Case Study: Even the Beautiful Ones Can Be Ugly

Shanna Hardy – Consumer Protection Officer

A broker and his firm listed a property built in 1960, and advertised it as being totally renovated – including all new flooring, roof, HVAC system, kitchen cabinets and countertops, vinyl siding, remodeled bathrooms, windows and doors.  On the Residential Property Disclosure, the seller marked “no representation” for all questions.  This property had all the beautiful finishes that a newly constructed home would have.  A first time homebuyer discovered the beauty and was anxious to place an offer.  Her offer was accepted and the property went under contract.

During the due diligence period, the buyer performed all standard inspections.  The inspector noted that certain renovations did not appear to have been performed by licensed contractors and that further investigation was recommended.   An inquiry was made to the seller about the renovations. In response, the seller stated that all work was cosmetic and only cost $26,250 which, he said, fell under the $30,000 threshold to require permits.  Both the listing and selling brokers accepted this answer without question.  Closing couldn’t come fast enough for this buyer, who was excited to move into her new home. 

After moving into the home, the buyer reported having very serious and costly problems.  The first problem occurred when she noticed termites in the bathroom.  Then the new HVAC system stopped working.  The buyer called a technician who reported that not only had the system overheated and the interior components melted, nearly causing a fire, but the electrical wiring in the crawl space caused burn marks on the floor joist.  Next, the vinyl siding began buckling and upon further examination by a general contractor, it was discovered that the newly installed vinyl was nailed on top of old deteriorated wood siding.  And, if that wasn’t bad enough, during the night, the new kitchen cabinets detached from the wall and crashed to the floor.  The buyer reported over twenty-one claims to her insurance company during the first twelve months of ownership.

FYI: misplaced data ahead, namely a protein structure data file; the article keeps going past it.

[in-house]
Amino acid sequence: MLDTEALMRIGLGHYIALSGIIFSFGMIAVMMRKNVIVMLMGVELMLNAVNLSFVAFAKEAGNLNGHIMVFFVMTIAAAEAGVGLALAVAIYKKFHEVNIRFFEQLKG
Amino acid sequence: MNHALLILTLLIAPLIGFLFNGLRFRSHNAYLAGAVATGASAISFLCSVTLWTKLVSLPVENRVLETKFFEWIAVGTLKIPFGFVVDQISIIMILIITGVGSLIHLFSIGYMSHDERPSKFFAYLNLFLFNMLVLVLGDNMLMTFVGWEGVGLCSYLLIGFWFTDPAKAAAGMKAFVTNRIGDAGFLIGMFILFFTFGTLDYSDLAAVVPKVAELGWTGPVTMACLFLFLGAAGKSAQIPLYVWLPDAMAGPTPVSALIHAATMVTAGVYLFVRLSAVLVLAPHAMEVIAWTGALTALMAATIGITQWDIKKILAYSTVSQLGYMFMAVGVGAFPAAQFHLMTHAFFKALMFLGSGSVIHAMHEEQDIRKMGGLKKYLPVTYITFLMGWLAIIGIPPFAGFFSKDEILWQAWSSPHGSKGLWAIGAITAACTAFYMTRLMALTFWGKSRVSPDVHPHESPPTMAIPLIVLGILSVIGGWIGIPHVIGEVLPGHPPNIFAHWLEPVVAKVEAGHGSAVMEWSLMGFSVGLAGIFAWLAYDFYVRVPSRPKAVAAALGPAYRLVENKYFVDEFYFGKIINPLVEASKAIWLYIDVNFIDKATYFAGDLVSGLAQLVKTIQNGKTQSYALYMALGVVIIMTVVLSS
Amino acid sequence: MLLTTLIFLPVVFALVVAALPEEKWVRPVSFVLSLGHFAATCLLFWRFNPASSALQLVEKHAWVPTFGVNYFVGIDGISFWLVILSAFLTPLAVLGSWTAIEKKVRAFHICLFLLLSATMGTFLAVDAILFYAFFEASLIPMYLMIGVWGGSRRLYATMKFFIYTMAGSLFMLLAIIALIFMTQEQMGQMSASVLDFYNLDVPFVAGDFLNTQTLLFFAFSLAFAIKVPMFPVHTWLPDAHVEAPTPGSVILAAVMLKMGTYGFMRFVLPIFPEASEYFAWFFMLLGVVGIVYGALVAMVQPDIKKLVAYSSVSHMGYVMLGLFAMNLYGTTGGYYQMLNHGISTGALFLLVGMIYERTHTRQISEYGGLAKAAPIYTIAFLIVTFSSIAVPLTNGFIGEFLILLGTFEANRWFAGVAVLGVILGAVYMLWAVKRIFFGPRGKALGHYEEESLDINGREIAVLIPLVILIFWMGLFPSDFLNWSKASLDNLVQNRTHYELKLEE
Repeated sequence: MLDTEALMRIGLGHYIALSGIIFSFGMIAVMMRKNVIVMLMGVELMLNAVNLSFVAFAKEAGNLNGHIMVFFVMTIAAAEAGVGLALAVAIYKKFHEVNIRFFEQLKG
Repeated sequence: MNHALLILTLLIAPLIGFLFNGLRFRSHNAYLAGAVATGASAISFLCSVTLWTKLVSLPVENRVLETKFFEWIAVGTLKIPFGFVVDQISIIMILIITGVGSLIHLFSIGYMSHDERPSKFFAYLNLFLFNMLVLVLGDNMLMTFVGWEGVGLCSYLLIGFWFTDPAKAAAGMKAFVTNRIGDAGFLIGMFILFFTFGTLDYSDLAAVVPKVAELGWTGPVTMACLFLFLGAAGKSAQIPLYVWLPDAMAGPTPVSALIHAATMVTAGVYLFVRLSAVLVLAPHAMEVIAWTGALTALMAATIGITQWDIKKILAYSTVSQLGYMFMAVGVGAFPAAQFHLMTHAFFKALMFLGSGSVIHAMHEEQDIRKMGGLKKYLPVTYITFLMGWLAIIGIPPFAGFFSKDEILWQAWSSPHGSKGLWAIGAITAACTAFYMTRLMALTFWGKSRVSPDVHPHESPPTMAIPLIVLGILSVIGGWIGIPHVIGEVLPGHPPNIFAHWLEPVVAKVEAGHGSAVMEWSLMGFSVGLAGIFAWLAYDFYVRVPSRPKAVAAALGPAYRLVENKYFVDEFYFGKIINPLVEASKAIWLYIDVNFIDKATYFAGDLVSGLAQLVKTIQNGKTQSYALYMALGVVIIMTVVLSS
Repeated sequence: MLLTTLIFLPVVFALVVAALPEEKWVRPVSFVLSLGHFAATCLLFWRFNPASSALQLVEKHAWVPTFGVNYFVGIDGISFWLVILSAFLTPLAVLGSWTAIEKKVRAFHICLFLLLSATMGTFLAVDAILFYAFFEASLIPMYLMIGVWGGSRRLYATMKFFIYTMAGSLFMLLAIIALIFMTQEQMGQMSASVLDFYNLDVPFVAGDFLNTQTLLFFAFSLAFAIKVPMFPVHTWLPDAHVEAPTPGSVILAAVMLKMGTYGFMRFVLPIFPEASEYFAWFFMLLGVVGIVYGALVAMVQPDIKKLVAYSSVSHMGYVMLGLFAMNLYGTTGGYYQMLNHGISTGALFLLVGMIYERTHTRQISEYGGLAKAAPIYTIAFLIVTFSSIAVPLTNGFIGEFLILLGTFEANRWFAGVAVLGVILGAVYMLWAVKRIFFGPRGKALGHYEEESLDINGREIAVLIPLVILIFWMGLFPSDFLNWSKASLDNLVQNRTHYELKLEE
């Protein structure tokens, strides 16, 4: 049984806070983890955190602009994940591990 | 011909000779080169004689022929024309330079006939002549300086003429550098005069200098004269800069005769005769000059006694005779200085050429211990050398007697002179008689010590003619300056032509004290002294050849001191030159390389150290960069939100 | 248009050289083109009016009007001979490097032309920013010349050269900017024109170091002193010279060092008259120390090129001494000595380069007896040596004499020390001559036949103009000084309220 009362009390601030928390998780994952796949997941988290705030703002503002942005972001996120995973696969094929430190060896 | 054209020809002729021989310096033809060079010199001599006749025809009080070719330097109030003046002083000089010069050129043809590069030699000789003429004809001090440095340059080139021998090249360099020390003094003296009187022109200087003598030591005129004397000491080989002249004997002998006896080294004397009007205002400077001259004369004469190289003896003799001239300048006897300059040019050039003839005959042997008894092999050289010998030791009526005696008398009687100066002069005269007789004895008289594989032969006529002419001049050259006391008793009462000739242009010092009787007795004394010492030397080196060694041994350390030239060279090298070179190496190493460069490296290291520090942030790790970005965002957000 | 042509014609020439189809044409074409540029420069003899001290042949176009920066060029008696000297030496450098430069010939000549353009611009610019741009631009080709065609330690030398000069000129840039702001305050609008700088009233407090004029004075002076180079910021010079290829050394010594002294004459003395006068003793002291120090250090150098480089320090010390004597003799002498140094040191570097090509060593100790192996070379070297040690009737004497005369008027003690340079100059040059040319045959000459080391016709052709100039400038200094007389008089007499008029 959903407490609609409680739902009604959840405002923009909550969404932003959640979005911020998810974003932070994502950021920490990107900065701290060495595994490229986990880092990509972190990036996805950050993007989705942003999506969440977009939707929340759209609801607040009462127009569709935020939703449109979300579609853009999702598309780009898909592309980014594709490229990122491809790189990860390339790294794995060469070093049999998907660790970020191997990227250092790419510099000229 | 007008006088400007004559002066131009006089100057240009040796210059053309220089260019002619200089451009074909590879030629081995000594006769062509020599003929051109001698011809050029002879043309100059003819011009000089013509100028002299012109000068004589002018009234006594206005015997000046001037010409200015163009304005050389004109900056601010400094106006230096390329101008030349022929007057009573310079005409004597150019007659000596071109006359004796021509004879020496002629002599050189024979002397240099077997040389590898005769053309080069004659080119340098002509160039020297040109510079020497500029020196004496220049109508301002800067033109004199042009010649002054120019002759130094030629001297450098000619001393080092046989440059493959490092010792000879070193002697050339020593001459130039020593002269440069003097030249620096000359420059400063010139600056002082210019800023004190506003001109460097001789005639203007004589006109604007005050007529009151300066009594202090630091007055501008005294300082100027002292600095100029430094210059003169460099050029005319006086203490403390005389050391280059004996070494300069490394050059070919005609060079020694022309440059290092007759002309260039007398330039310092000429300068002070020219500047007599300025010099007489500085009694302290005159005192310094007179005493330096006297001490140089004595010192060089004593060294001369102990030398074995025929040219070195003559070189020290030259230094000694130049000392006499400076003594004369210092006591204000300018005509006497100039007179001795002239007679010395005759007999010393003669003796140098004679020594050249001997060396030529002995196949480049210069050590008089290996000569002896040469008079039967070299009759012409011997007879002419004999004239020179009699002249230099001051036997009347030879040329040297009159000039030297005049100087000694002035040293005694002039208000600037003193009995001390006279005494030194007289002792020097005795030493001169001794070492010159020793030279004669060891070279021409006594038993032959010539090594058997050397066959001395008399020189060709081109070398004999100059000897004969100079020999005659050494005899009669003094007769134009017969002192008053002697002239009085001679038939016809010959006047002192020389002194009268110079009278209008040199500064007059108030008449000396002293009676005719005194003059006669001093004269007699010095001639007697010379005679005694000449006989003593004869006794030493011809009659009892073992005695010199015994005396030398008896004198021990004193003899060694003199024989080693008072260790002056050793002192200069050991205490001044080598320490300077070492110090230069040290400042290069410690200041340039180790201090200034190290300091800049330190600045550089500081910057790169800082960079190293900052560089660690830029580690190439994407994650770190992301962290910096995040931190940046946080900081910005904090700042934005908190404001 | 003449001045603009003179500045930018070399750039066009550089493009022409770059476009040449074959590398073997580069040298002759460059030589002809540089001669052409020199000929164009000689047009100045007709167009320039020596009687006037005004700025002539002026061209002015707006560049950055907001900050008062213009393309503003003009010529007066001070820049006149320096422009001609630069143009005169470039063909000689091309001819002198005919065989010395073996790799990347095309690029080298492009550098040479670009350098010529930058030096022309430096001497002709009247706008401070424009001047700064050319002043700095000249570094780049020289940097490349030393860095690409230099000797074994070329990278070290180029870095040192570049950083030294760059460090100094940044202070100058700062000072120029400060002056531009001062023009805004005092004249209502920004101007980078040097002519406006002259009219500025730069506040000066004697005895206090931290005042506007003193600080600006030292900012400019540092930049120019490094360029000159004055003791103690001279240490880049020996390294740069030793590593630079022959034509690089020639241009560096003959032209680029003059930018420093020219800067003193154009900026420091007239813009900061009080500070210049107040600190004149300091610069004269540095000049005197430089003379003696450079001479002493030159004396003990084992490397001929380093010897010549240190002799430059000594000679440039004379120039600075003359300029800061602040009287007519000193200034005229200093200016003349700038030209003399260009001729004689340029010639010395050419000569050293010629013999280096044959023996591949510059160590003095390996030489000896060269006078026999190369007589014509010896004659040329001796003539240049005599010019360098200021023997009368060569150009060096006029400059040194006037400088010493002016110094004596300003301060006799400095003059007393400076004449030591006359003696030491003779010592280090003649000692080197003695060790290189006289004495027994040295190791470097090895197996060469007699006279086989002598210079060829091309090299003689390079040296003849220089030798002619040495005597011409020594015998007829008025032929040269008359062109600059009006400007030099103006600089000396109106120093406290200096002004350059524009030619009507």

Due to the overwhelming amount of insurance claims, the new homeowner’s insurance company conducted its own investigation and discovered that none of the renovations were performed by licensed contractors, nor were any permits pulled for the work, which, contrary to the seller’s assertions, were required for replacement of the HVAC system and remodeling the bathroom.  The homeowner’s insurance company cancelled the insurance policy for the property. 

The listing broker and his firm failed in their duty to properly discover and disclose material facts about this property before listing.  The seller performed significant renovations that included work requiring plumbing, electrical work, mechanical, and building permits. The listing broker failed to confirm that his seller-client obtained the proper permits ensuring the work was performed in a workmanlike manner. The listing broker’s failure to disclose the material fact that the renovations were unpermitted caused financial harm to the buyer of the property. The buyer agent was aware of the significant renovations and failed to confirm whether the renovations were permitted or discuss the issue with the buyer. The listing broker and buyer agent were both disciplined and agreed in a settlement to reimburse the buyer for expenses associated with properly permitting and repairing the property.  

Remember to ask questions.  $30,000 is the threshold for hiring a General Contractor, not whether any permits are required or whether a licensed contractor is required for a particular project. Permits are often necessary for HVAC changes, electrical improvements, water heater replacement, and changes to internal structures such as removing walls. Additionally, a homeowner may decide that costs can be controlled intentionally to keep a project below that general contractor threshold, regardless of whether the work being done is good quality. When listing a property, you should ask: Who did the repairs and renovations? Do you have invoices or receipts? How much were the repairs?  Were permits obtained?  Were they required?  Asking questions on the front end can save you and your clients lots of headaches later on.